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Imagine you're an overweight child. You are probably made to feel bad by peers and others quite regularly. Now, imagine your picture appears in an ad campaign against child obesity, with captions like "It's hard to be a little girl when you're not", "My fat may be funny to you, but it's killing me", and "Being fat takes the fun out of being a kid."

Some of the participants of this ad campaign, which you can learn more about by visiting their official website at strong4life dot com, stated that the campaign made them feel more confident. I don't understand how, and I feel genuinely sorry for the kids who are being used as poster children against childhood obesity. Child health expert Alan Guttmacher from the National Institutes of Health warned that the ad campaign "carries a great risk of increasing stigma".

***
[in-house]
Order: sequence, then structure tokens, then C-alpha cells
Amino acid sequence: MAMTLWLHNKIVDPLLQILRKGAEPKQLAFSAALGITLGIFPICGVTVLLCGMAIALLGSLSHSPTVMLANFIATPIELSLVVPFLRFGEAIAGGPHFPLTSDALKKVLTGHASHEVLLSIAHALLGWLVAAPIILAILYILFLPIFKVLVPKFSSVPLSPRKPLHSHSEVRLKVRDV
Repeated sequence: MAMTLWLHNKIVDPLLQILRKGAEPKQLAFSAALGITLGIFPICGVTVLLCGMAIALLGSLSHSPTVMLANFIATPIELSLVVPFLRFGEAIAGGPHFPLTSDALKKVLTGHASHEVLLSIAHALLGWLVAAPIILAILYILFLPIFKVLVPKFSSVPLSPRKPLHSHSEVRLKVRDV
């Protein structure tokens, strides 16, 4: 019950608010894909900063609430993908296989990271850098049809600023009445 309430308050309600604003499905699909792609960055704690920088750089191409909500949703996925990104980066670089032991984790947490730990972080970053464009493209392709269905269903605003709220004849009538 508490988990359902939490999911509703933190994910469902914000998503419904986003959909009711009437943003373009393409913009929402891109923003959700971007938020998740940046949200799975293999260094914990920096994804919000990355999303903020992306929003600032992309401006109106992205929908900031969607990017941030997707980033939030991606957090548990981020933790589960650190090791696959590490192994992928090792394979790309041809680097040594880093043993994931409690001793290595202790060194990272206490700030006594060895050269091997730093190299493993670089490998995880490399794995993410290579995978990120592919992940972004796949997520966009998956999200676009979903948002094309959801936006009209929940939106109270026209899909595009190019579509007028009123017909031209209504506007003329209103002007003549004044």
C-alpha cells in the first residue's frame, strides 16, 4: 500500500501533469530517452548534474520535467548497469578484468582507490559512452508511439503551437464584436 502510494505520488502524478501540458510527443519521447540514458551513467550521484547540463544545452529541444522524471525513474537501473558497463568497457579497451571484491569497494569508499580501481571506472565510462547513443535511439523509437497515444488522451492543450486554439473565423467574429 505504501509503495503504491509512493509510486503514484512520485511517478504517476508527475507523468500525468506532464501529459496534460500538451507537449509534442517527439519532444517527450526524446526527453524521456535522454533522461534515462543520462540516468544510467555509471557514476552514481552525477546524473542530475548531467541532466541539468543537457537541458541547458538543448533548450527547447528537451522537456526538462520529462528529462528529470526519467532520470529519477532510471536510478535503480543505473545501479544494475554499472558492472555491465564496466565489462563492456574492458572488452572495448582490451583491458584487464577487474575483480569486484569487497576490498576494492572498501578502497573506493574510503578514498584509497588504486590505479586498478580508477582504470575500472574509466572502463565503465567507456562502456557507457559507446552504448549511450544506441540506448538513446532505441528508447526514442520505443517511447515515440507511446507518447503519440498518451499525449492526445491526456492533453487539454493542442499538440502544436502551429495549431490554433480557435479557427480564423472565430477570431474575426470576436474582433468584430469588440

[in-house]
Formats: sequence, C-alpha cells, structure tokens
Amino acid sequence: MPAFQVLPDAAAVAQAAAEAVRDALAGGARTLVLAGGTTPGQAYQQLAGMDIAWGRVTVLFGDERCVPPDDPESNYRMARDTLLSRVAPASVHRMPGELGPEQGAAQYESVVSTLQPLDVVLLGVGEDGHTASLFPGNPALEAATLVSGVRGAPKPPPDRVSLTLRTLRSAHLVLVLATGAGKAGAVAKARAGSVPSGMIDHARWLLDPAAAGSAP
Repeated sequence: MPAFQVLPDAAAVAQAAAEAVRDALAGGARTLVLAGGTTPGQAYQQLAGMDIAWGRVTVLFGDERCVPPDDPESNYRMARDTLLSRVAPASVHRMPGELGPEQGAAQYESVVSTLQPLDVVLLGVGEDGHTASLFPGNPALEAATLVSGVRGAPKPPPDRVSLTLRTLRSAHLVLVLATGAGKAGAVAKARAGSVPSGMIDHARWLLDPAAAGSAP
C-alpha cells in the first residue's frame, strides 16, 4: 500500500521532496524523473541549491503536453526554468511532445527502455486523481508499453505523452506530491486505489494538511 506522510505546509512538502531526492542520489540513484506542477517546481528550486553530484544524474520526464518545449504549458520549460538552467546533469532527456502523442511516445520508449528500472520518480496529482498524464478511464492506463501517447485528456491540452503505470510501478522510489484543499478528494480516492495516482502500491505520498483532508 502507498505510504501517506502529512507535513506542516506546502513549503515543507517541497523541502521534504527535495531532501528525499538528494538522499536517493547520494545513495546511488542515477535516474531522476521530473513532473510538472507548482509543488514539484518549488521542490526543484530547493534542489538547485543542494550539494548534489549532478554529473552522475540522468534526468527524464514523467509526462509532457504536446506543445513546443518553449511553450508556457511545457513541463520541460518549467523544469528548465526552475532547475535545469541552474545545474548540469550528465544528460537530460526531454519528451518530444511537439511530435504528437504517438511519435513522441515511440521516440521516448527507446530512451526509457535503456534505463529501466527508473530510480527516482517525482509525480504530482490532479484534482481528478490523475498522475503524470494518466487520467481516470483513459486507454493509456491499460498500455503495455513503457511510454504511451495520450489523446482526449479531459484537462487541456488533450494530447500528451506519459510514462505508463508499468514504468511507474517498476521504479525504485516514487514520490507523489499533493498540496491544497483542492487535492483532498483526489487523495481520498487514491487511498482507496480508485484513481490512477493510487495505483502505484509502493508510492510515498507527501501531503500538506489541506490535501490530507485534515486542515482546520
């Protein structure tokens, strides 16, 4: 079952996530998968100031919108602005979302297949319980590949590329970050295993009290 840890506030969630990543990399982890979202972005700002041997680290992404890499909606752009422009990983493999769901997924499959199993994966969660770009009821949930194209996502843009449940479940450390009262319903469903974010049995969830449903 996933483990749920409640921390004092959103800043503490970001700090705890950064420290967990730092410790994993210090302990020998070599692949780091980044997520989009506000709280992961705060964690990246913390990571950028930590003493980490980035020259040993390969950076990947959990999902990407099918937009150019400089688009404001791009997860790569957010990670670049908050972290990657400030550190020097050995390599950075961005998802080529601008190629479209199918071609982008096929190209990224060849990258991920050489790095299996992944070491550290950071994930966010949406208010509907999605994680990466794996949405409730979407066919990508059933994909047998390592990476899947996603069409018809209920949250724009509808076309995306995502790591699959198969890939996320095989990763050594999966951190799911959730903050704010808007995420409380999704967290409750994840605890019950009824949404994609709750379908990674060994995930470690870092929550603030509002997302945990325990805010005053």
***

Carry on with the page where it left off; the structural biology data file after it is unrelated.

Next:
The campaign was started by a hospital that wanted to raise awareness about the risks of being obese. Dr Mark Wulkan, surgeon-in-chief at Children's Healthcare of Atlanta, explained: "Georgia is second in the nation on childhood obesity, and that's a top 10 list we want to get out of as fast as we can. We saw the problem as something that we should take some responsibility for, and something that we had to fix." Wulkan goes on to list high blood pressure, type 2 diabetes, liver disease, and kidney disease as the long-term effects of obesity.

It is commendable that Children's Healthcare wants to reach out to help the population they care for be healthy, but was this really the way to go about it? These kids have been appearing on huge billboards in Atlanta since August. A counter campaign, I Stand, is underway, with people declaring they stand for healthy kids of all sizes, and against harming fat children.

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